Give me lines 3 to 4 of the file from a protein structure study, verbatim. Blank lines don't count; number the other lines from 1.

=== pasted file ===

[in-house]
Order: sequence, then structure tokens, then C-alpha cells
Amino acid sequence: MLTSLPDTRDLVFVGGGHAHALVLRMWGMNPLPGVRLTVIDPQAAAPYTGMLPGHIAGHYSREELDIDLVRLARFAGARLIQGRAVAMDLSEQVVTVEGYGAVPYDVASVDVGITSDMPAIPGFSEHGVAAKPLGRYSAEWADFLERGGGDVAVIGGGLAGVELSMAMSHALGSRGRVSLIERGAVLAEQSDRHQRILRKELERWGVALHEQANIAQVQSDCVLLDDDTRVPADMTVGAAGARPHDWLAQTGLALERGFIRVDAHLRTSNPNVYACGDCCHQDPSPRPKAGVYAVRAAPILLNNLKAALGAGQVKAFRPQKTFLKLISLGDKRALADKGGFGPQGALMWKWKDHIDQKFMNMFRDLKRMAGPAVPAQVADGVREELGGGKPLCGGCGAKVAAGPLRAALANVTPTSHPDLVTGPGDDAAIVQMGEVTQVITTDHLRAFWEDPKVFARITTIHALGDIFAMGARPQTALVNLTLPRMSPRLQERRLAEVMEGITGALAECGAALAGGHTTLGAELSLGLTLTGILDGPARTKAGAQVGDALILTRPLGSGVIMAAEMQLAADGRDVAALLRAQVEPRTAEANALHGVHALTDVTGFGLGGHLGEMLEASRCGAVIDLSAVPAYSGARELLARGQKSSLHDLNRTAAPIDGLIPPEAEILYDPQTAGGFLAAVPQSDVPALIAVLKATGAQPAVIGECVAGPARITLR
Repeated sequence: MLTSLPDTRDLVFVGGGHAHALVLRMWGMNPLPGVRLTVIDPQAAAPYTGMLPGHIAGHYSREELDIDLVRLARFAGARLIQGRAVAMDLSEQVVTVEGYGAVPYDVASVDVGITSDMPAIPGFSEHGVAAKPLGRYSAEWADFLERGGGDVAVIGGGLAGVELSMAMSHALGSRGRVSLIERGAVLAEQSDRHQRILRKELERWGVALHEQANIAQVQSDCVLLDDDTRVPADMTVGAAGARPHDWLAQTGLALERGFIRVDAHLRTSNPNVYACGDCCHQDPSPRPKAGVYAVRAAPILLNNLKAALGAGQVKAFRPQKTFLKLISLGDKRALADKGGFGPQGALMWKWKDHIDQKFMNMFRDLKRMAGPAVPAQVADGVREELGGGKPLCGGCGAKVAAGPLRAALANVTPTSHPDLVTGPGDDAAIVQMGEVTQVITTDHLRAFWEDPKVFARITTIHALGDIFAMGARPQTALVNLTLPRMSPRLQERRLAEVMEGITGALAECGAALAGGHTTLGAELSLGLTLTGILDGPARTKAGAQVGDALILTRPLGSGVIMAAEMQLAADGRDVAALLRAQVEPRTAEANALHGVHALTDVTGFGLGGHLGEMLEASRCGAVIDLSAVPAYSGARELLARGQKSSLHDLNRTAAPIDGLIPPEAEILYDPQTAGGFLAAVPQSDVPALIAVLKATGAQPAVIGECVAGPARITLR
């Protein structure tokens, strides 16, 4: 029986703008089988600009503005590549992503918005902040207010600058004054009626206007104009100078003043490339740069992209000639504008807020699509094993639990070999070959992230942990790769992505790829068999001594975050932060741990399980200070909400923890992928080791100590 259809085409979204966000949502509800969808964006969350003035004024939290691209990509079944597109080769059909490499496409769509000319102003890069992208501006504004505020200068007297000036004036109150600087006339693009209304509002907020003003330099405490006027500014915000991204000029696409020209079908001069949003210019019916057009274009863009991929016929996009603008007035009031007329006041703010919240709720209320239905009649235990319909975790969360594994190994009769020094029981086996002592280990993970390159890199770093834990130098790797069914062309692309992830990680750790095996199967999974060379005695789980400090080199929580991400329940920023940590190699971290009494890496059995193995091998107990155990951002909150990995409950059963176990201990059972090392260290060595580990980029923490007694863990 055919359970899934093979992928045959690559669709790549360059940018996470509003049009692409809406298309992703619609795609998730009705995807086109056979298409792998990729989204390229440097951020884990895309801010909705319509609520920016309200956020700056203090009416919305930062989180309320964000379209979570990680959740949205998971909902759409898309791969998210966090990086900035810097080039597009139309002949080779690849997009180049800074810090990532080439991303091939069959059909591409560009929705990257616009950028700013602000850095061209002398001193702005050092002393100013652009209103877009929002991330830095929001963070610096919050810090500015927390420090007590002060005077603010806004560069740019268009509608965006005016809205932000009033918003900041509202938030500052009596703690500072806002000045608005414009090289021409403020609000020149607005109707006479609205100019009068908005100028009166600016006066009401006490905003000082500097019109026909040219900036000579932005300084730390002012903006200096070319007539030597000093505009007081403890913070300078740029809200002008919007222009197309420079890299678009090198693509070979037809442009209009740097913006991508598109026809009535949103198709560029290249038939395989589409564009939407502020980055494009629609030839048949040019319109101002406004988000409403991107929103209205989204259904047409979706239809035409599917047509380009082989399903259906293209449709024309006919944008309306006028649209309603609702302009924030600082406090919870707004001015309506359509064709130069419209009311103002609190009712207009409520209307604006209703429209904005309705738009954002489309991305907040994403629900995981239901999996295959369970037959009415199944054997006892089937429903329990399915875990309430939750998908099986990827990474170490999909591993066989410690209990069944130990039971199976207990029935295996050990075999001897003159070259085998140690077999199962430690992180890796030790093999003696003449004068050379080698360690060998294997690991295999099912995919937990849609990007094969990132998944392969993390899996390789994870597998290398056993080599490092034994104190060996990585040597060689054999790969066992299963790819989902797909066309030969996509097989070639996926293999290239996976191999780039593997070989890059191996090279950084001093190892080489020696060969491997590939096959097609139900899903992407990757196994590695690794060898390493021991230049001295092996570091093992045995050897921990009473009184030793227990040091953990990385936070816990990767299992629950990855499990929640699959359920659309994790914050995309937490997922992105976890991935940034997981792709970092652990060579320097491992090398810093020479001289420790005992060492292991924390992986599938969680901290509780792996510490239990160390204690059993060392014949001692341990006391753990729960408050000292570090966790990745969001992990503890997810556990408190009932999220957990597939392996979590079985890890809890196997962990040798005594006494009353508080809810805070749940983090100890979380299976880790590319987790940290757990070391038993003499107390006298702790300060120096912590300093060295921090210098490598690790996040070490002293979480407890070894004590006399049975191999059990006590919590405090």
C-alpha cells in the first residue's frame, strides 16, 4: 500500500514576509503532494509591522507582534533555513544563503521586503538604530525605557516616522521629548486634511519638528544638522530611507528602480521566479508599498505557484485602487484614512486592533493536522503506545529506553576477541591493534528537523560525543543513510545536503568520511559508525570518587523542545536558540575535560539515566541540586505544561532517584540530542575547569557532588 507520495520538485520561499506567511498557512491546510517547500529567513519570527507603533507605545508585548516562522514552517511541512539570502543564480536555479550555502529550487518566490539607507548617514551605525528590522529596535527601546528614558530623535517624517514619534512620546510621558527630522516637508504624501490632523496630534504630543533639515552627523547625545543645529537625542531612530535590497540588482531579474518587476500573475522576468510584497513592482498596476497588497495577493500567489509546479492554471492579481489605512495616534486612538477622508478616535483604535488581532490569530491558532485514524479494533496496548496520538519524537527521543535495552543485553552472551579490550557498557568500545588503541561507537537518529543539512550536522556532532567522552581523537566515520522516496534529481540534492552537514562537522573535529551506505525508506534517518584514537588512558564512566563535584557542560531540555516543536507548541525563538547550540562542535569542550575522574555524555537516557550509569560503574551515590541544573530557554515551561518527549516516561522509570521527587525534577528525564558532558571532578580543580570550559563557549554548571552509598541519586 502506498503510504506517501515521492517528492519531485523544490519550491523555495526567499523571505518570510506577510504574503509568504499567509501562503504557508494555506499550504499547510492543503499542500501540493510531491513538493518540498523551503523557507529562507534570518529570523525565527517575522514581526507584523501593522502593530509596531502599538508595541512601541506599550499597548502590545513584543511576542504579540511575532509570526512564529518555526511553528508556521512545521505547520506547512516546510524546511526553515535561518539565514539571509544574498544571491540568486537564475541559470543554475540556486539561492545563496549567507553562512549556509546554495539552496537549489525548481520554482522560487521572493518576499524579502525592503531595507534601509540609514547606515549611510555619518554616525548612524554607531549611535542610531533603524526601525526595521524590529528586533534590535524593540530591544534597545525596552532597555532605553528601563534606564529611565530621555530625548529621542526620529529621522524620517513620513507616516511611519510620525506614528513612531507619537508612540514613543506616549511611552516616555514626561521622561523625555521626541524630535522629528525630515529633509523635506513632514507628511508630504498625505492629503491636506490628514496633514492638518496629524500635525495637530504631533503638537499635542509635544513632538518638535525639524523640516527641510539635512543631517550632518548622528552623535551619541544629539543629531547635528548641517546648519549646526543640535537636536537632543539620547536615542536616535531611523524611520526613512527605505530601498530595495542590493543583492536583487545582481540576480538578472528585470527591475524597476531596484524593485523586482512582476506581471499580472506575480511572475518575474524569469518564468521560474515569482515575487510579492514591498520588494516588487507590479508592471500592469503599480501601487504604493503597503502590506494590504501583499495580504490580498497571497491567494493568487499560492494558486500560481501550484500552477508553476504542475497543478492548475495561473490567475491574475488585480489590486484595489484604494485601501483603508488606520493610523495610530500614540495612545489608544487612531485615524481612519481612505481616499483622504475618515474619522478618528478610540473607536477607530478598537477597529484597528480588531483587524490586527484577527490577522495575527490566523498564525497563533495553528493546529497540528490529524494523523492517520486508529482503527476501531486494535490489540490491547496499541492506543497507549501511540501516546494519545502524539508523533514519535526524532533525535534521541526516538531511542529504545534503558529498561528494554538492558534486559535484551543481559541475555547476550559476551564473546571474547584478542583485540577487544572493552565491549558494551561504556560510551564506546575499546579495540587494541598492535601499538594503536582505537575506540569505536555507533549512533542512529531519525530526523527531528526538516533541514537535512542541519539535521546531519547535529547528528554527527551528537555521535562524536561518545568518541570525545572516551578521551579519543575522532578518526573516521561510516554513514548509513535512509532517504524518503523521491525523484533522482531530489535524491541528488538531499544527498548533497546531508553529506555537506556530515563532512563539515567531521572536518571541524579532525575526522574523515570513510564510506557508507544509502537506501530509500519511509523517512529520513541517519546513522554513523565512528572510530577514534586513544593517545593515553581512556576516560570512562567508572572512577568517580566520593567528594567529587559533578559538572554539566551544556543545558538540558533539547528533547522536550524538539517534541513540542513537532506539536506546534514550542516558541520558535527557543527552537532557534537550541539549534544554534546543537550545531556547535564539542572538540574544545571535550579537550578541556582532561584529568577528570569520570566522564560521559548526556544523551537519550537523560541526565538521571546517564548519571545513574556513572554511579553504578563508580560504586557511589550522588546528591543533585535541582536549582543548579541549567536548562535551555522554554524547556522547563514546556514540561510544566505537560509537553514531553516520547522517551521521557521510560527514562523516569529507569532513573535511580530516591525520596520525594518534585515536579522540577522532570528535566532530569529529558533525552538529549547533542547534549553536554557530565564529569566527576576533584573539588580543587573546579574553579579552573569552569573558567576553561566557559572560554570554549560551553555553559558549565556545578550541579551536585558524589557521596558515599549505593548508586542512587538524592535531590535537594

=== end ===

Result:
Amino acid sequence: MLTSLPDTRDLVFVGGGHAHALVLRMWGMNPLPGVRLTVIDPQAAAPYTGMLPGHIAGHYSREELDIDLVRLARFAGARLIQGRAVAMDLSEQVVTVEGYGAVPYDVASVDVGITSDMPAIPGFSEHGVAAKPLGRYSAEWADFLERGGGDVAVIGGGLAGVELSMAMSHALGSRGRVSLIERGAVLAEQSDRHQRILRKELERWGVALHEQANIAQVQSDCVLLDDDTRVPADMTVGAAGARPHDWLAQTGLALERGFIRVDAHLRTSNPNVYACGDCCHQDPSPRPKAGVYAVRAAPILLNNLKAALGAGQVKAFRPQKTFLKLISLGDKRALADKGGFGPQGALMWKWKDHIDQKFMNMFRDLKRMAGPAVPAQVADGVREELGGGKPLCGGCGAKVAAGPLRAALANVTPTSHPDLVTGPGDDAAIVQMGEVTQVITTDHLRAFWEDPKVFARITTIHALGDIFAMGARPQTALVNLTLPRMSPRLQERRLAEVMEGITGALAECGAALAGGHTTLGAELSLGLTLTGILDGPARTKAGAQVGDALILTRPLGSGVIMAAEMQLAADGRDVAALLRAQVEPRTAEANALHGVHALTDVTGFGLGGHLGEMLEASRCGAVIDLSAVPAYSGARELLARGQKSSLHDLNRTAAPIDGLIPPEAEILYDPQTAGGFLAAVPQSDVPALIAVLKATGAQPAVIGECVAGPARITLR
Repeated sequence: MLTSLPDTRDLVFVGGGHAHALVLRMWGMNPLPGVRLTVIDPQAAAPYTGMLPGHIAGHYSREELDIDLVRLARFAGARLIQGRAVAMDLSEQVVTVEGYGAVPYDVASVDVGITSDMPAIPGFSEHGVAAKPLGRYSAEWADFLERGGGDVAVIGGGLAGVELSMAMSHALGSRGRVSLIERGAVLAEQSDRHQRILRKELERWGVALHEQANIAQVQSDCVLLDDDTRVPADMTVGAAGARPHDWLAQTGLALERGFIRVDAHLRTSNPNVYACGDCCHQDPSPRPKAGVYAVRAAPILLNNLKAALGAGQVKAFRPQKTFLKLISLGDKRALADKGGFGPQGALMWKWKDHIDQKFMNMFRDLKRMAGPAVPAQVADGVREELGGGKPLCGGCGAKVAAGPLRAALANVTPTSHPDLVTGPGDDAAIVQMGEVTQVITTDHLRAFWEDPKVFARITTIHALGDIFAMGARPQTALVNLTLPRMSPRLQERRLAEVMEGITGALAECGAALAGGHTTLGAELSLGLTLTGILDGPARTKAGAQVGDALILTRPLGSGVIMAAEMQLAADGRDVAALLRAQVEPRTAEANALHGVHALTDVTGFGLGGHLGEMLEASRCGAVIDLSAVPAYSGARELLARGQKSSLHDLNRTAAPIDGLIPPEAEILYDPQTAGGFLAAVPQSDVPALIAVLKATGAQPAVIGECVAGPARITLR